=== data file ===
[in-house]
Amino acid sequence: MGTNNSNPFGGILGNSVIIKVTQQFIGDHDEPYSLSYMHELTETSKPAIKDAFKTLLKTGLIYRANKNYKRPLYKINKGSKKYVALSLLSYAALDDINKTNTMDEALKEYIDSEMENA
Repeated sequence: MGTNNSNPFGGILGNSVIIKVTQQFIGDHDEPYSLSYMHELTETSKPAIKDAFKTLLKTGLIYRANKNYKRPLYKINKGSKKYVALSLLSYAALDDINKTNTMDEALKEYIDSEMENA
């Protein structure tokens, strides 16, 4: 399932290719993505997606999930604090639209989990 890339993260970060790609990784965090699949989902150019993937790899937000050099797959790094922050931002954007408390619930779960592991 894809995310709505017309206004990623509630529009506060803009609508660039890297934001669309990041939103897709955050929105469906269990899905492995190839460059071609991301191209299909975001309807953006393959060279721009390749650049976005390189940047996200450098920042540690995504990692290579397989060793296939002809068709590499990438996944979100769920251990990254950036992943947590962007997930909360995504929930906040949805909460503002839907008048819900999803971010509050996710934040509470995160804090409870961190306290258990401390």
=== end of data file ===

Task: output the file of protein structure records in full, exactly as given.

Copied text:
[in-house]
Amino acid sequence: MGTNNSNPFGGILGNSVIIKVTQQFIGDHDEPYSLSYMHELTETSKPAIKDAFKTLLKTGLIYRANKNYKRPLYKINKGSKKYVALSLLSYAALDDINKTNTMDEALKEYIDSEMENA
Repeated sequence: MGTNNSNPFGGILGNSVIIKVTQQFIGDHDEPYSLSYMHELTETSKPAIKDAFKTLLKTGLIYRANKNYKRPLYKINKGSKKYVALSLLSYAALDDINKTNTMDEALKEYIDSEMENA
């Protein structure tokens, strides 16, 4: 399932290719993505997606999930604090639209989990 890339993260970060790609990784965090699949989902150019993937790899937000050099797959790094922050931002954007408390619930779960592991 894809995310709505017309206004990623509630529009506060803009609508660039890297934001669309990041939103897709955050929105469906269990899905492995190839460059071609991301191209299909975001309807953006393959060279721009390749650049976005390189940047996200450098920042540690995504990692290579397989060793296939002809068709590499990438996944979100769920251990990254950036992943947590962007997930909360995504929930906040949805909460503002839907008048819900999803971010509050996710934040509470995160804090409870961190306290258990401390």